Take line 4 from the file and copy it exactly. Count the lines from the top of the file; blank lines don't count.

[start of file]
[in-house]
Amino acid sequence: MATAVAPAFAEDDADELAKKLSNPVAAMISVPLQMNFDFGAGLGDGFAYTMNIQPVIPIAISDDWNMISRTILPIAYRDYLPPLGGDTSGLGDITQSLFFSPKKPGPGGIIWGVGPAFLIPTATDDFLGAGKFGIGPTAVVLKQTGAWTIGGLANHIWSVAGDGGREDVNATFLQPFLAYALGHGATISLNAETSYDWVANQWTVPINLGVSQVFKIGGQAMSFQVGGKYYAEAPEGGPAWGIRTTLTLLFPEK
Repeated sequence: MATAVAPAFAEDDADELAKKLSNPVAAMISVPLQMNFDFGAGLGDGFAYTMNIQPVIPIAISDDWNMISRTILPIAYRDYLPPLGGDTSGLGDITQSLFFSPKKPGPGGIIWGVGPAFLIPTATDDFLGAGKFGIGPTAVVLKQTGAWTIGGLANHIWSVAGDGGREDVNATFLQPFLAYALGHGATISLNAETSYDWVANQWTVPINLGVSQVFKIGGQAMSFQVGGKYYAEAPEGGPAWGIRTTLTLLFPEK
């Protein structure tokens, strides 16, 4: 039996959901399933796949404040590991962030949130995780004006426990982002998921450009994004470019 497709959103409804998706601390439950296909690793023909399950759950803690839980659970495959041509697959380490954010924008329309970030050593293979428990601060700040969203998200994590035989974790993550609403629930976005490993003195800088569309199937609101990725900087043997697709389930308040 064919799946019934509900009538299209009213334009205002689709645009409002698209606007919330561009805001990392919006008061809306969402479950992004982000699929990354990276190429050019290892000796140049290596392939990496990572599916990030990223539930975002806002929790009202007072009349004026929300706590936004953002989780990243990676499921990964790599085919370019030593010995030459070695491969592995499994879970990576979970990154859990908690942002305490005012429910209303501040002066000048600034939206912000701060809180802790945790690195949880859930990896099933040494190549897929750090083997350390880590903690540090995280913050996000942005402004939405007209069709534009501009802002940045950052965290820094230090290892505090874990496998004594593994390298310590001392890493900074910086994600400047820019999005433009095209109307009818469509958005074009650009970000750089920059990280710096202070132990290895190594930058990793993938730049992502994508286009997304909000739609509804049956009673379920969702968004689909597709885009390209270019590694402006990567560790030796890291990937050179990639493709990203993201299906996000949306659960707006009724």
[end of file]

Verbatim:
């Protein structure tokens, strides 16, 4: 039996959901399933796949404040590991962030949130995780004006426990982002998921450009994004470019 497709959103409804998706601390439950296909690793023909399950759950803690839980659970495959041509697959380490954010924008329309970030050593293979428990601060700040969203998200994590035989974790993550609403629930976005490993003195800088569309199937609101990725900087043997697709389930308040 064919799946019934509900009538299209009213334009205002689709645009409002698209606007919330561009805001990392919006008061809306969402479950992004982000699929990354990276190429050019290892000796140049290596392939990496990572599916990030990223539930975002806002929790009202007072009349004026929300706590936004953002989780990243990676499921990964790599085919370019030593010995030459070695491969592995499994879970990576979970990154859990908690942002305490005012429910209303501040002066000048600034939206912000701060809180802790945790690195949880859930990896099933040494190549897929750090083997350390880590903690540090995280913050996000942005402004939405007209069709534009501009802002940045950052965290820094230090290892505090874990496998004594593994390298310590001392890493900074910086994600400047820019999005433009095209109307009818469509958005074009650009970000750089920059990280710096202070132990290895190594930058990793993938730049992502994508286009997304909000739609509804049956009673379920969702968004689909597709885009390209270019590694402006990567560790030796890291990937050179990639493709990203993201299906996000949306659960707006009724």